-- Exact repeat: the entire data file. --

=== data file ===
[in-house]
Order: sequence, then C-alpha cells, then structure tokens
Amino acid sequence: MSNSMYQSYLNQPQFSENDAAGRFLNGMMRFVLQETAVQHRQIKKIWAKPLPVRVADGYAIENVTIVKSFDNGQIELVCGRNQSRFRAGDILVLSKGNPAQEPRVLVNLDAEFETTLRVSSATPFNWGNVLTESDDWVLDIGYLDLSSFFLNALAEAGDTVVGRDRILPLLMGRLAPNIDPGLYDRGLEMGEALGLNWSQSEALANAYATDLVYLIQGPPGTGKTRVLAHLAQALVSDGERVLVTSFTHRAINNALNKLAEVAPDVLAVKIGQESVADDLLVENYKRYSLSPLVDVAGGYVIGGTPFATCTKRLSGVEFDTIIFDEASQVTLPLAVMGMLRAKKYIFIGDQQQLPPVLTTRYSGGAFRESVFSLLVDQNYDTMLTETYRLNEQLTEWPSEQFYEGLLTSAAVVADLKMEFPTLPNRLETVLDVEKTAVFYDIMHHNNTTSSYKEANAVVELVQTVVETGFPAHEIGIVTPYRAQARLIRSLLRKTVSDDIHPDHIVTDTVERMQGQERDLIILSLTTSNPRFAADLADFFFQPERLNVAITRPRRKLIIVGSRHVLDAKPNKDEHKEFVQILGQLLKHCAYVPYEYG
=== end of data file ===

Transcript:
[in-house]
Order: sequence, then C-alpha cells, then structure tokens
Amino acid sequence: MSNSMYQSYLNQPQFSENDAAGRFLNGMMRFVLQETAVQHRQIKKIWAKPLPVRVADGYAIENVTIVKSFDNGQIELVCGRNQSRFRAGDILVLSKGNPAQEPRVLVNLDAEFETTLRVSSATPFNWGNVLTESDDWVLDIGYLDLSSFFLNALAEAGDTVVGRDRILPLLMGRLAPNIDPGLYDRGLEMGEALGLNWSQSEALANAYATDLVYLIQGPPGTGKTRVLAHLAQALVSDGERVLVTSFTHRAINNALNKLAEVAPDVLAVKIGQESVADDLLVENYKRYSLSPLVDVAGGYVIGGTPFATCTKRLSGVEFDTIIFDEASQVTLPLAVMGMLRAKKYIFIGDQQQLPPVLTTRYSGGAFRESVFSLLVDQNYDTMLTETYRLNEQLTEWPSEQFYEGLLTSAAVVADLKMEFPTLPNRLETVLDVEKTAVFYDIMHHNNTTSSYKEANAVVELVQTVVETGFPAHEIGIVTPYRAQARLIRSLLRKTVSDDIHPDHIVTDTVERMQGQERDLIILSLTTSNPRFAADLADFFFQPERLNVAITRPRRKLIIVGSRHVLDAKPNKDEHKEFVQILGQLLKHCAYVPYEYG